Jun 5, 2016

Philly and Beyond, Fighting the Corporatists

Bernie Sanders supporters in Wisconsin passed a resolution at the 2016 Democratic Party of the Wisconsin State Convention calling for an end to super-delegates and their power to select the presidential nominee.

They did so on the weekend before Clinton and the corporate media will declare the Sanders-Clinton race over on the basis of super-delegates' perceived preference, (Johnson, Wisconsin Public Radio) (Sommerhauser, Wisconsin State Journal).

Super-delegates are Democrats in Congress and other dead-end Party functionaries, who largely toe the establishment line to curry favor with the financiers and Party minions, (Hughes and Peterson, Wall Street Journal).

Clinton's continuing her impersonation of the comically insincere Selina Meyer of Veep, (HBO), has been consistent over the last year: Hillary Clinton is entitled to the nomination because Clinton has the super-delegates' imprimatur, (Halperin, Epstein, Aug. 28, 2015; (BloombergPolitics)).

There is no need for the Democratic Party presidential primary, Clinton's campaign implied. The unmentioned corollary is that voters could have just stayed home.

This coming Monday or Tuesday, Clinton's sentiments will be joined in a definitive manner by the corporate media who have polled the same super-delegates, and will declare Hillary Clinton as nominee, echoing the Clinton campaign's oft-repeated posture of last winter and spring.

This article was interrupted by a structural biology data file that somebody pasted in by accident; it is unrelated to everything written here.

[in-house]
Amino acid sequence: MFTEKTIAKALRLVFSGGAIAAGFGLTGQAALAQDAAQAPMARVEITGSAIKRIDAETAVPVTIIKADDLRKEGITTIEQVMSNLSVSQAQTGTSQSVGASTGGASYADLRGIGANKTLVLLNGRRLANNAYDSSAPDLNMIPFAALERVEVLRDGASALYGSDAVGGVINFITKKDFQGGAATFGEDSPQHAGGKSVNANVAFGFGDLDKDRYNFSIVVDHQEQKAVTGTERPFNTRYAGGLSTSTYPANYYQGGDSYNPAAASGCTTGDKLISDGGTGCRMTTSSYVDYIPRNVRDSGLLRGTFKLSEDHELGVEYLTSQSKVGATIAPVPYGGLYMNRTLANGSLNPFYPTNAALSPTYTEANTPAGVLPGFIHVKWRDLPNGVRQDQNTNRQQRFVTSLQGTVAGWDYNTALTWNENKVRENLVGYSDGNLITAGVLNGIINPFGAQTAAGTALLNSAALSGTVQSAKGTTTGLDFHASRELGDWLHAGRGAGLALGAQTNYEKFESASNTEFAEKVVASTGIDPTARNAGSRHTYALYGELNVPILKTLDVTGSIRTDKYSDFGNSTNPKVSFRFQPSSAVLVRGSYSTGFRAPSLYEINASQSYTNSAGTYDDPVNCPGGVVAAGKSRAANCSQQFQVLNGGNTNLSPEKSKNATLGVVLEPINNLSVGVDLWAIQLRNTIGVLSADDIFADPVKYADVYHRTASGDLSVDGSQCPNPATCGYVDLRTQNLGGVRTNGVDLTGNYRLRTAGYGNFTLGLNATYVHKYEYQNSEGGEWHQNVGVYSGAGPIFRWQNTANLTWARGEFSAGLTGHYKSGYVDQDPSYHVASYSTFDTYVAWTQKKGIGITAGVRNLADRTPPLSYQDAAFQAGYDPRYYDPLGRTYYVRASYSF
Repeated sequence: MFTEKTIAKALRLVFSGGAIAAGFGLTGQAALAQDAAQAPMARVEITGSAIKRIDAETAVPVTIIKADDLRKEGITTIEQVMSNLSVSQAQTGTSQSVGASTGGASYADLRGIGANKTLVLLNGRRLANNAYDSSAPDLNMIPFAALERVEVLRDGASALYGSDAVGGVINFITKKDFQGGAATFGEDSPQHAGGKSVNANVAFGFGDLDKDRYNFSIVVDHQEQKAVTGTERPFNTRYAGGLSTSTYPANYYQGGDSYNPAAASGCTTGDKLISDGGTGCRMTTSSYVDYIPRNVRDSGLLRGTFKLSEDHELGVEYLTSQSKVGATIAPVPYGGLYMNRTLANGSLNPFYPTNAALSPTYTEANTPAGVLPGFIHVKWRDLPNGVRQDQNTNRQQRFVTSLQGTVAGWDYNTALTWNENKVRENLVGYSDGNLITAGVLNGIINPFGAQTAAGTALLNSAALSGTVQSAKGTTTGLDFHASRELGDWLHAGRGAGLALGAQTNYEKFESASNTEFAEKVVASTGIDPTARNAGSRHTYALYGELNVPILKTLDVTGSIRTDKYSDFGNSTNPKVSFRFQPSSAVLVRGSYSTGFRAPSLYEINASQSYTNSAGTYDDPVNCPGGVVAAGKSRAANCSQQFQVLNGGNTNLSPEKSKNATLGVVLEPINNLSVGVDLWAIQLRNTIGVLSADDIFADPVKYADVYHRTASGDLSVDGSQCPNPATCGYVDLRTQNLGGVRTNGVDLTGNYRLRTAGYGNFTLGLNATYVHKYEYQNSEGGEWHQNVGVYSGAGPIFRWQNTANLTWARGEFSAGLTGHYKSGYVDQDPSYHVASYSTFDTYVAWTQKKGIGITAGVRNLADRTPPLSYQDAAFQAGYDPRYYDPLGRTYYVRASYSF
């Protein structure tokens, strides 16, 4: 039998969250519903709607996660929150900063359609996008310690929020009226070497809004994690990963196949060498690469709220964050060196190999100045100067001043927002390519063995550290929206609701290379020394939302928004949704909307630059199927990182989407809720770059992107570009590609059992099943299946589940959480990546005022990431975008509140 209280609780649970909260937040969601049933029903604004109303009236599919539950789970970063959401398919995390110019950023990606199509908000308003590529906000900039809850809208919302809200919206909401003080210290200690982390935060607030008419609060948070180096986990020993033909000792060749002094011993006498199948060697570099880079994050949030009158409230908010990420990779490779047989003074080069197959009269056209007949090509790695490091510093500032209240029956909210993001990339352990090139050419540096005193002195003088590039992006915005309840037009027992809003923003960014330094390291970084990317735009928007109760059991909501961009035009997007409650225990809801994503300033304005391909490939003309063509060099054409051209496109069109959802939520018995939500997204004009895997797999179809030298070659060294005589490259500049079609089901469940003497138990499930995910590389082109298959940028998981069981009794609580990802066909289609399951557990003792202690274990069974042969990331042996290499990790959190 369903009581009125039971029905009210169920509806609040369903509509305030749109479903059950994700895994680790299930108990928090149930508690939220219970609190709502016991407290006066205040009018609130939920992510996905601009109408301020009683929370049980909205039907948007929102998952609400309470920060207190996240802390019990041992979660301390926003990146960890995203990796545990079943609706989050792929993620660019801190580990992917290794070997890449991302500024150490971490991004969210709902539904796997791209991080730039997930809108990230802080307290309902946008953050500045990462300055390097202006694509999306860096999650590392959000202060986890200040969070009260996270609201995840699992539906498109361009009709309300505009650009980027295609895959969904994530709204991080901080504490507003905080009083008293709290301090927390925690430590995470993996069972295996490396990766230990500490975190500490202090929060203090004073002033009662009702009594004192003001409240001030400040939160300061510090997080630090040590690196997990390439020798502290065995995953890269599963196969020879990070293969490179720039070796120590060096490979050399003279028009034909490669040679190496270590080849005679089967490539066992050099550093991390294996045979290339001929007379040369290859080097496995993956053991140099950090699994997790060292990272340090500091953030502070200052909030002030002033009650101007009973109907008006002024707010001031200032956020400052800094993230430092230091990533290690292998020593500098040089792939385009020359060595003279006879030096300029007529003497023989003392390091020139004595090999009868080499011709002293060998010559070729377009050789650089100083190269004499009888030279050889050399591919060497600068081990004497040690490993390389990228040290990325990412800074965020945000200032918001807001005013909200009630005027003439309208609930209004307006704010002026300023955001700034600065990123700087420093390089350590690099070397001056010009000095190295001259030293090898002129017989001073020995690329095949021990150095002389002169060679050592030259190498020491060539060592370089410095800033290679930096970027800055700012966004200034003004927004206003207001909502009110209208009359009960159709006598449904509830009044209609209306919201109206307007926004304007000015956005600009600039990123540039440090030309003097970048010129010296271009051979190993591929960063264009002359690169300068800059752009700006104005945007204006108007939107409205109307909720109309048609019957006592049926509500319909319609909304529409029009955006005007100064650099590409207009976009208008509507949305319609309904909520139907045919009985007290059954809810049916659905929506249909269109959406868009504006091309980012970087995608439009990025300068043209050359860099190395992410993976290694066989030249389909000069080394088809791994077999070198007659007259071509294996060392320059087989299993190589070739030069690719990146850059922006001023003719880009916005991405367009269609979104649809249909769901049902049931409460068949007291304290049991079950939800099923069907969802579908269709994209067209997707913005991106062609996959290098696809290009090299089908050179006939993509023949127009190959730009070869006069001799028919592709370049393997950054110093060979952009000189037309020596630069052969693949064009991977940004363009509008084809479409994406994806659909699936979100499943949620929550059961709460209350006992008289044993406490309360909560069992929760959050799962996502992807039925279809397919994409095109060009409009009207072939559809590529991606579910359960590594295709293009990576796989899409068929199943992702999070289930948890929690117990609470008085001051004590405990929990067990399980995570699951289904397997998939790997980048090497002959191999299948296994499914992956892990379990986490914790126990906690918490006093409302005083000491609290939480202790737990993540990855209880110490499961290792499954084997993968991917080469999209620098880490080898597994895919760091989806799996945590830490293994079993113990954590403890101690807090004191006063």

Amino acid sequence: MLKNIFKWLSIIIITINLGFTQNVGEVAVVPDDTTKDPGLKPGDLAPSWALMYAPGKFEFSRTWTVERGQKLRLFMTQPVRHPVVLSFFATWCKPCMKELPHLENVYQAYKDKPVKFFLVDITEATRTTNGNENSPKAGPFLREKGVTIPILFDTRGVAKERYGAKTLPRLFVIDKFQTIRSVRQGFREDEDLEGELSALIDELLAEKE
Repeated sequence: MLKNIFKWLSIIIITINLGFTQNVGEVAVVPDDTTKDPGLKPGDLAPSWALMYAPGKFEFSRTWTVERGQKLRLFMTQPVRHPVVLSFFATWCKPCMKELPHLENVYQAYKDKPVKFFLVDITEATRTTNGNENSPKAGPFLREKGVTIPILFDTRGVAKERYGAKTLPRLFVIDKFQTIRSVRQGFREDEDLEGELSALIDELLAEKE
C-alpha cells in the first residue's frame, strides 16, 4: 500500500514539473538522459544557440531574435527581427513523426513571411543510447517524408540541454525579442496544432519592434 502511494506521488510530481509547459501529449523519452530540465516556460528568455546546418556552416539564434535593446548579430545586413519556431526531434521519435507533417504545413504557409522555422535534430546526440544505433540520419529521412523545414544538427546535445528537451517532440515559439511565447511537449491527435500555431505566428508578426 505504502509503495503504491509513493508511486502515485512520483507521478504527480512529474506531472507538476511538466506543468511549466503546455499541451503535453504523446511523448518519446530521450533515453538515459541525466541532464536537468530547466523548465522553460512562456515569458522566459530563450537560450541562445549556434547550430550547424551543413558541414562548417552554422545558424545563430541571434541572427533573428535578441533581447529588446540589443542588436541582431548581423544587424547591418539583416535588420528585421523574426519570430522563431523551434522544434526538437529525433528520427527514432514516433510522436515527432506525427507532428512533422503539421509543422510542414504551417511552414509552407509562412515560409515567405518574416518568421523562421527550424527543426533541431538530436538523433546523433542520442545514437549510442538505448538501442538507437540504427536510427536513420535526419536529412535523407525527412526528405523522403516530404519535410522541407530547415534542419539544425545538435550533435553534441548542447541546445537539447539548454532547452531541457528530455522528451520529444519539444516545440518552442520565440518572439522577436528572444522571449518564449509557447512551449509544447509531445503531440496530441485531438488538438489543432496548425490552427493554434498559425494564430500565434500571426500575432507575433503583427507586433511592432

That this scheme is in violation of Party rules is of no relevancy to Clinton.
The only way Hillary Clinton is going to win the nomination is when and if the super-delegates vote for her, and that is not taking place until the end of July [at the Democratic Party Convention]. A lot has been said in the Democratic primary about 'the rules being the rules.' I agree with that.

The rules are that the super-delegates do not count until the convention. Luis Miranda of the DNC made that abundantly clear himself last month.

Anyone who 'calls the election' on June 7th, be it the Clinton campaign or television networks, is knowingly and deliberately going against the very rules of the party, (King, CommonDreams).

Clinton—with Democratic National Committee (DNC) Chairwoman Debbie Wasserman Schultz working for her with virtually the entire Democratic Party establishment—was able to run up the votes in states where Bernie Sanders could not compete. This does not confer any legitimacy to the presidential primary process.

The primary process was crafted for Clinton as the establishment's favored candidate, so this week's declaration by Bernie Sanders he is taking the fight to the floor of the Democratic Party Convention should be met by all reform-minded progressives as a vow to fight a thoroughly dishonest Hillary Clinton and the retrograde forces for whom Clinton fronts.

Clinton will tell the world that there is much more that unites Sanders' voters with Clinton than what divides Sanders' voters with Clinton.

Not if Sanders' voters are working for a change in which they can believe.

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